When Peter Jackson invited Murphy to be second unit director on the Rings trilogy, he returned to Wellington where he moved in with old flame Diane Kearns. A solid unit, they were together till the end.

In 2009 I had the privilege of working with Geoff on Tales of Mystery and Imagination, a genre-bending music film based on the stories of Edgar Allan Poe with music by Lucien Johnson.

In 2014 his last film was released: Spooked, a cyber-thriller starring Cliff Curtis.

Despite his time in Hollywood, he was very clear about both the difference between Hollywood and New Zealand films, and his identity as primarily a New Zealand film-maker telling “our stories”.

He is survived by his brothers John and Roy, and a number of children, several of whom are in the screen industry – Robin (production manager and producer), Paul (director – Second Hand Wedding, Lovebirds), Matt (director – Pork Pie – the remake), Linus, Miles (director – commercials and short films), Heperi (director – Te Taki A Merata Mita – How Mum Decolonised The Screen), Rafer, Richard, Rhys, Awatea, and step children Joe and Paul Kearns.

 

Howard Taylor
President

8 December 2018

Stray film still

Stray Director Dustin Feneley to Share at Rialto Film Talk

Film Talk at Rialto Cinemas is where filmmakers and film fans meet. After each Film Talk screening, members of the creative team will join a moderator from the Directors & Editors Guild to discuss their work.

On October 3, Film Talk will screen Stray, finishing with an audience Q&A with director Dustin Feneley.

Stray is Feneley’s much-anticipated first feature and is editor Dione Chard’s first full-length film. Both are members of DEGNZ.

Come along if you missed the film at the New Zealand International Film Festival and to hear about the making of the film.

STRAY

Stray film poster

In a cold and remote landscape, two strangers struggle to repair their broken pasts. A young man is on parole after serving time for attempting to murder the man who killed his girlfriend in a hit and run. A woman is released from a psychiatric facility far from her homeland. These two damaged strangers cross paths in the mountains in winter and fall into a complex intimate relationship, putting to the test their capacity to trust and heal.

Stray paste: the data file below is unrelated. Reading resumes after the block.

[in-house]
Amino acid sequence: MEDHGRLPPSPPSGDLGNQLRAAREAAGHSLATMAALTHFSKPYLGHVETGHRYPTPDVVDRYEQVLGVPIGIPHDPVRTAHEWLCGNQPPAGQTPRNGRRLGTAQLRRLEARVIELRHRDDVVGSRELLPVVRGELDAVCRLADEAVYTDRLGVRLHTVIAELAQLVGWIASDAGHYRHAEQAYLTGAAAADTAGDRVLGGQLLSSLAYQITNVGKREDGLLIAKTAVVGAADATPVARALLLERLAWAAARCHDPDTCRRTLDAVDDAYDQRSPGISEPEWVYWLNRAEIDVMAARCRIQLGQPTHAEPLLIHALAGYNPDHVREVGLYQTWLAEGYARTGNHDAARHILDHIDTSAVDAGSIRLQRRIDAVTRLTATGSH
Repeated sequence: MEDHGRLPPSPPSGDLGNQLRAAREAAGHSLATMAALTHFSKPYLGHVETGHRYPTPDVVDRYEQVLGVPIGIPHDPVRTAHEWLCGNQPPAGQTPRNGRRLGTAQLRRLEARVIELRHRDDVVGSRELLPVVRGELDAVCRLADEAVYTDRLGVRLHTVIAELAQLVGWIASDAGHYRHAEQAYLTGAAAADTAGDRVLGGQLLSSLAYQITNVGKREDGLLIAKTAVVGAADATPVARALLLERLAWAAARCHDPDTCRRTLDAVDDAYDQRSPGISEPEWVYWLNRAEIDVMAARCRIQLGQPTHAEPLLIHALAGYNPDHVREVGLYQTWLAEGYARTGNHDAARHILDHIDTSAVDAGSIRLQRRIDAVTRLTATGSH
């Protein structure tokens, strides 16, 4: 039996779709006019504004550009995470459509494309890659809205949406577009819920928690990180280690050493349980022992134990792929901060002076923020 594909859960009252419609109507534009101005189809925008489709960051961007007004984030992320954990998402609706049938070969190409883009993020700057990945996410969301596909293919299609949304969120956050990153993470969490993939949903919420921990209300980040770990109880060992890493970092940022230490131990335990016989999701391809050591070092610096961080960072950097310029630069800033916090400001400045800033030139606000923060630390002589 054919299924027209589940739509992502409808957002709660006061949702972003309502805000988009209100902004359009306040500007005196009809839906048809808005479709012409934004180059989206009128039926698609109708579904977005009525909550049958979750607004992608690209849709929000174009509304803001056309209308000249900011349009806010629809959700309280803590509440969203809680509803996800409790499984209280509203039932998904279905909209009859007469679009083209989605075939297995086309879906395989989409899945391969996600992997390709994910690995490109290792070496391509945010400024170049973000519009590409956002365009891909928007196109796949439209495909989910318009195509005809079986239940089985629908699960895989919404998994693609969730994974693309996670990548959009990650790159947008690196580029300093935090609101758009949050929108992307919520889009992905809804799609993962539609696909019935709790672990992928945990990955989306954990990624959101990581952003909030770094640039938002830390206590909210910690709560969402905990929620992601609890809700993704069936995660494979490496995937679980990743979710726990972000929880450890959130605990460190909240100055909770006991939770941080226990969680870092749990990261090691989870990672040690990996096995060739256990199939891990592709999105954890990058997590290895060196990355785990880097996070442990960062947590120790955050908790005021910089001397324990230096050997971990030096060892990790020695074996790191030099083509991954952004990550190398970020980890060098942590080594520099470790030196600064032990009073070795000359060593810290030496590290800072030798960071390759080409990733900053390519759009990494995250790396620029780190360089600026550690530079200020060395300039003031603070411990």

When: Wed 3 October 2018, 6pm
Where: Rialto Cinemas Newmarket, 167-169 Broadway, Newmarket, Auckland

Cost: $12 for film industry members – Book Tickets

View from the Top banner

Hopes and Dreams

Thanks to the New Zealand Film Commission, I was fortunate to attend the Cannes Film Festival 2018 where hopes and dreams are realized or not, and was reminded of where we Kiwis sit in the global film industry with our 5 – 15 films each year—somewhere towards the back unless someone has been good enough to put themselves in the front row.

The film industry remains dominated by two territories—North America and Europe. In 2016, 2,123 feature films were produced in Europe alone, in the US 789, while the total worldwide for that year for the top 10 markets was approximately 7,973. India with its massive output including Bollywood films tops the list with 1,903. China is clearly a major player now, too, with 944 films, but it is still grappling with how to be most effective with its money and create films with international appeal.

Although Europe is a conglomeration of cultures, in fact in film they have a shared sensibility. European films dominated European sales agents’ catalogues at Cannes, although films from South America, Africa, and the Middle East vie for space as Europe looks to other territories for the next great filmmakers. Saudi Arabia has recently thrown its film doors open and both the commercial and cultural film sectors are queuing to get in.